Skip to main content

Thought for the Day: Kiddush Must Be With the Meal

As you surely know (since I ensure everyone knows), I have a background in physics, specializing in General Relativity.  One of the cool concepts that relativity introduced into our vocabulary is "space-time".  All that really means is that space (extent) and time (duration) are really just two aspects of the same underlying physical quantity.  Measuring time in seconds and distance in miles, while convenient for everyday practical use, actually makes no more sense than measuring North/South in miles and East/West in millimeters.  Being a nerd and enjoying a good "I told you so" as much as anyone; I was, of course, gratified to see this concept expressed in halacha.  To wit: קידוש במקום סעודה -- the work מקום/place means physical location and time.  The kiddush and the meal must, as much as is practically possible, be in the same place and at the same time.

Let's begin with the words of the Shulchan Aruch, O. Ch., 273:3.  First R' Yosef Karo notes that if one makes kiddush and then does not eat, he has not fulfilled his obligation.  The Rema then adds: and one must eat immediately (לאלתר) or have in mind to eat immediately (here he uses the word, מיד; neither my Hebrew nor Aramaic is good enough to know the difference) -- lacking that (the Rema continues), even if he eats at the place where he made kiddush, he has not fulfilled his obligation.  There are actually three levels of כוונה/intention being addressed here.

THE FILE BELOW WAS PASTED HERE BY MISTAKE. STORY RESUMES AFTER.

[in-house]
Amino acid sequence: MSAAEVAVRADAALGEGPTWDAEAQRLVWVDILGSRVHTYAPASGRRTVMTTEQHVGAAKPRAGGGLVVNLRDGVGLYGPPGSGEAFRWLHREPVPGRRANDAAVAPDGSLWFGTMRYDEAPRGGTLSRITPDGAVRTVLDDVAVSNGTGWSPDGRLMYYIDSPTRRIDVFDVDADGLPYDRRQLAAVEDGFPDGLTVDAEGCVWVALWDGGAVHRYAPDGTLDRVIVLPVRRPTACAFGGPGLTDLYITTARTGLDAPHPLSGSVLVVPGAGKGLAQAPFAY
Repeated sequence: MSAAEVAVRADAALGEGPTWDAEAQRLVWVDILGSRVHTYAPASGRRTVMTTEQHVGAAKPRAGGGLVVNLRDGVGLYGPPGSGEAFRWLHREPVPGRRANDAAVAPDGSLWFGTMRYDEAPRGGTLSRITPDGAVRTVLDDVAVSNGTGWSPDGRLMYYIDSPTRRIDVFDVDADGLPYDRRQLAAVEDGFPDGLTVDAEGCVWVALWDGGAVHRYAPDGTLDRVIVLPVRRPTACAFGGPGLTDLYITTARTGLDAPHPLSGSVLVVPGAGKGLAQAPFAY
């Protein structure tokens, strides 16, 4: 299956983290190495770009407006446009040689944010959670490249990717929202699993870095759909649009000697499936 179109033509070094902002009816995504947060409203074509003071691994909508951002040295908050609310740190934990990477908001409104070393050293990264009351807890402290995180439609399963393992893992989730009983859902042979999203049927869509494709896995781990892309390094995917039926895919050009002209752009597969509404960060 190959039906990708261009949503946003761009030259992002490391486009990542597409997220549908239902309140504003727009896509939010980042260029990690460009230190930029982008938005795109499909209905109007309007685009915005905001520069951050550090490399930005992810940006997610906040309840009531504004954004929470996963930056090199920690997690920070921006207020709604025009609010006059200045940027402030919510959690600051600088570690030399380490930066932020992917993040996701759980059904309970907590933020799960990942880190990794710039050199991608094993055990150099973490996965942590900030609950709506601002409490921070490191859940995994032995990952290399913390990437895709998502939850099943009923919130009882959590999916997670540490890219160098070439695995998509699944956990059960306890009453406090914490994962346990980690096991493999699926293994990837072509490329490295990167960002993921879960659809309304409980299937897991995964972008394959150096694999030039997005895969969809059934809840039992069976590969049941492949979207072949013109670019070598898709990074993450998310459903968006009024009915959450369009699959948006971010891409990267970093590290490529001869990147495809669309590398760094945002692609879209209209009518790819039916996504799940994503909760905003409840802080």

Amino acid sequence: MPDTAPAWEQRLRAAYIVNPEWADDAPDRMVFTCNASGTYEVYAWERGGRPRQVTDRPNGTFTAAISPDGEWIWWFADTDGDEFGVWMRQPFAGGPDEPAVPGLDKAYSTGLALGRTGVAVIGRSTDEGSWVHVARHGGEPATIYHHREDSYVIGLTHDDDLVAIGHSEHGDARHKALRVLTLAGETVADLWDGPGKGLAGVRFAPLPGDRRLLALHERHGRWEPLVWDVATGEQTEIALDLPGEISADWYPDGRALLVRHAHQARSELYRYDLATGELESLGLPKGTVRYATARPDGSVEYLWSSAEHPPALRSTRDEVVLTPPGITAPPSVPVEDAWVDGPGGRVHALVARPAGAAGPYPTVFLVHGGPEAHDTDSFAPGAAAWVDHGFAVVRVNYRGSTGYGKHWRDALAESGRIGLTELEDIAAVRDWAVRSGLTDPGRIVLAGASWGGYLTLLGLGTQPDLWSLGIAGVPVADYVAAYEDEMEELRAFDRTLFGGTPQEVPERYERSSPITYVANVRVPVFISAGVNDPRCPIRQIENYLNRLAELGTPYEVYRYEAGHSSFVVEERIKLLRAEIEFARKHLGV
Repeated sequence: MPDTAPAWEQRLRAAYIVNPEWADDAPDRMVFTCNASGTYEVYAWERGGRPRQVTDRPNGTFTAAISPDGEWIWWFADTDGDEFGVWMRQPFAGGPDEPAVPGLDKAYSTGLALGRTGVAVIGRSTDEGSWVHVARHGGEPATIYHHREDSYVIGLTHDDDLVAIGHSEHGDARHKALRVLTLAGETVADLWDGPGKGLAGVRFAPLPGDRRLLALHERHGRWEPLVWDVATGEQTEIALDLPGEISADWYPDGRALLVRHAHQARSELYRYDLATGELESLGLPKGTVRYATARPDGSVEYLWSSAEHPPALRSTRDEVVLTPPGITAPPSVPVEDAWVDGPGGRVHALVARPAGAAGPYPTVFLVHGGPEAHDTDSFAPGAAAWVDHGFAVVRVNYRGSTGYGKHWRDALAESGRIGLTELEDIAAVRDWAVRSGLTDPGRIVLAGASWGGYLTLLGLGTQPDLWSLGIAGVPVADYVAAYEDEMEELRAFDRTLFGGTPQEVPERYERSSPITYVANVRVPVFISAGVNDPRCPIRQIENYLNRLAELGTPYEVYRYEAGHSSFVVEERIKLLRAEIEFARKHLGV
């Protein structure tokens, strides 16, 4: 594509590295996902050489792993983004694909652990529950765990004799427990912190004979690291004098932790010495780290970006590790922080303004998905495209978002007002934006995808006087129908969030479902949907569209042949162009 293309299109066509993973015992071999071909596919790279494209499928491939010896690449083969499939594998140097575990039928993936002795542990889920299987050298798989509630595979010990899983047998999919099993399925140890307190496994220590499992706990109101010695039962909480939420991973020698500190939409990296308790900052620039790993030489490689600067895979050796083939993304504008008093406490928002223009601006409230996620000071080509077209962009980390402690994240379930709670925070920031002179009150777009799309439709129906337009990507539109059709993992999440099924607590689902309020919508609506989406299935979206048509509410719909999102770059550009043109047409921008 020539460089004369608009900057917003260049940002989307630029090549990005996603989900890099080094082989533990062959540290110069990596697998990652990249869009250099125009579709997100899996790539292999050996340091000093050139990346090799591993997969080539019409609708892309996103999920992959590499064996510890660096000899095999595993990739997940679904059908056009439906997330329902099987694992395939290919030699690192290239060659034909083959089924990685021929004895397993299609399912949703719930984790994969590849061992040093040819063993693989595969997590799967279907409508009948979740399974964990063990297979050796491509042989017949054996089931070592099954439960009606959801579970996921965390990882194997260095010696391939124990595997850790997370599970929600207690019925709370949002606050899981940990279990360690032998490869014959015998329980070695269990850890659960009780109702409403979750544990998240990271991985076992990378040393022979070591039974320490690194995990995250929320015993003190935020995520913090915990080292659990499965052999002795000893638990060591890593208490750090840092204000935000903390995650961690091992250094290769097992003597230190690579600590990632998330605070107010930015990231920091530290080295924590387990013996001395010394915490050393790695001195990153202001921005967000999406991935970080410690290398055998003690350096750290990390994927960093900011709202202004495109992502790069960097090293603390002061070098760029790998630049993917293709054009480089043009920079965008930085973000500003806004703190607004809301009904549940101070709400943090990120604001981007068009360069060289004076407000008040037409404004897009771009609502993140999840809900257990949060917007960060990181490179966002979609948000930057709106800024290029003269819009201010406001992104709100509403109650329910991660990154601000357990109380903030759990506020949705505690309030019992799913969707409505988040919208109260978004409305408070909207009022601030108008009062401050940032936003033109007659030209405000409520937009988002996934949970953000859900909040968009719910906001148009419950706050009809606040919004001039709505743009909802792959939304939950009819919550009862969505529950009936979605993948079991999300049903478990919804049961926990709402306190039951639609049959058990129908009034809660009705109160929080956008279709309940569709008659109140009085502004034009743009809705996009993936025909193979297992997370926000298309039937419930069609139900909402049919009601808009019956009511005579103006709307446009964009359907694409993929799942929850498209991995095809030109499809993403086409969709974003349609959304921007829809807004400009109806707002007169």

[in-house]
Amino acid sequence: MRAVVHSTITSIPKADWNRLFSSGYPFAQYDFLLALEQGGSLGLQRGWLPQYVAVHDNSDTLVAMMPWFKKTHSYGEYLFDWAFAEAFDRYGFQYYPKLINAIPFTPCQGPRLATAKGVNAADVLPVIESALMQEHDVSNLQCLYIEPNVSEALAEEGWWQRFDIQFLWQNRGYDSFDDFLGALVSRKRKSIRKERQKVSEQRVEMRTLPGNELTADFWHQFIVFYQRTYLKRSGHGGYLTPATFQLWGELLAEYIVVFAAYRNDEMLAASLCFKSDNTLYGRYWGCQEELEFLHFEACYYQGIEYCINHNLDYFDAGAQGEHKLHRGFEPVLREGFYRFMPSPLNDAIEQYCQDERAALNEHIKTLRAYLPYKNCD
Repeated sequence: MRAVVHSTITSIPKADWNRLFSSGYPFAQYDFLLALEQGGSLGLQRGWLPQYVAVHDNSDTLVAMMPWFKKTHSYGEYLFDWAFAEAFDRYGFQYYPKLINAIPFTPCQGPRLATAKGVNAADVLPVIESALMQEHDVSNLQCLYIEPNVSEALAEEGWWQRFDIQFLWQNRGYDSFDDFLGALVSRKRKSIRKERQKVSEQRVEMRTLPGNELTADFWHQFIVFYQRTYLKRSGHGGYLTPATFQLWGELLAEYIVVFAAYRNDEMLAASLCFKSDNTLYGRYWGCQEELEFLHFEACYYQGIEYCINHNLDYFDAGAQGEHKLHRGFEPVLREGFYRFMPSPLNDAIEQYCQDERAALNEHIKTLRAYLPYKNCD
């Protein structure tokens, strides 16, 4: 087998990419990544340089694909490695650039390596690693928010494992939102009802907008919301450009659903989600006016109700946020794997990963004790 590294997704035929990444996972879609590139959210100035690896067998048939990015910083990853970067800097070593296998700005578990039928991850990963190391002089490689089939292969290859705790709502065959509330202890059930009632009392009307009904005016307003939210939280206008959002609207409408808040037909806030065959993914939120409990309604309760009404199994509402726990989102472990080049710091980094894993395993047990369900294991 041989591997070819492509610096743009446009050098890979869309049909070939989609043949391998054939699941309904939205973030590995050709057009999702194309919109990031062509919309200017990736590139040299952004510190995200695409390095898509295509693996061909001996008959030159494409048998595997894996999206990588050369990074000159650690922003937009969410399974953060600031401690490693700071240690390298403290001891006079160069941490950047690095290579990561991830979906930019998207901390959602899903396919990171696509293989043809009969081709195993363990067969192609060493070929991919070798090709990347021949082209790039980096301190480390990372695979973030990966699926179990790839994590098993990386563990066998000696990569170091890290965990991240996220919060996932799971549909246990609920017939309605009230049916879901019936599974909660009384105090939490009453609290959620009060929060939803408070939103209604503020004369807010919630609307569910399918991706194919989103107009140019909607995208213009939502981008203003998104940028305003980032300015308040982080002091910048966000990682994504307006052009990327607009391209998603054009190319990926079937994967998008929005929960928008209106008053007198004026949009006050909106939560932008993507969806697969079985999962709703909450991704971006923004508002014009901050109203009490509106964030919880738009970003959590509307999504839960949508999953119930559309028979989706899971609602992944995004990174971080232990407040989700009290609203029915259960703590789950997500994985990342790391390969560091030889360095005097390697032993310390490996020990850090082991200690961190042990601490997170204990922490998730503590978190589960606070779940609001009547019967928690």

The most appropriate way to fulfill one's obligation is to have actual intent to eat immediately after the kiddush.  There is a general rule that מצוות צריכות כוונה/in order to fulfill a commandment, one must have that intention.  There is a big debate among the poskim about when that applies and whether it is a Torah or rabbinic requirement (the answer is, of course, it depends).  However, the situation is more strict here, because the entire mitzvah is really saying words.  One would expect to need specific intention to fulfill such a mitzvah and to distinguish it from mere chattering.  The חידוש/novel thought here is that intention to eat immediately -- even though circumstances prevent said eating -- is enough to fulfill one's obligation (assuming, of course, that one does, in fact, eat in the place where he made kiddush as soon as practicable).  [Aside: practicable is a real word, not a misspelling, and precisely the correct word for this situation.]

The Rema goes further, though, and notes that even without specific intention -- aka, סתם דעת -- he has still fulfilled his obligation as long as he does, in fact, eat immediately.  Finally, there is כוונה להפך/contrary intention -- the person has in mind specifically to not eat immediately after making kiddush.  In that case, even if he does in fact end up (begrudgingly, I suppose) eating immediately and in the same spat, then he has not fulfilled his obligation.

The only question is how immediate is immediate. I am sure this will not come as a shock to anyone... in my house it is as immediate as possible.  In fact, I wash last to keep the line moving.  I know, I'm a darn fundamentalist who takes the words literally.  I told you so >:P  (That's the emoticon for sticking one's tongue out, according to Wikipedia; I don't make this stuff up.)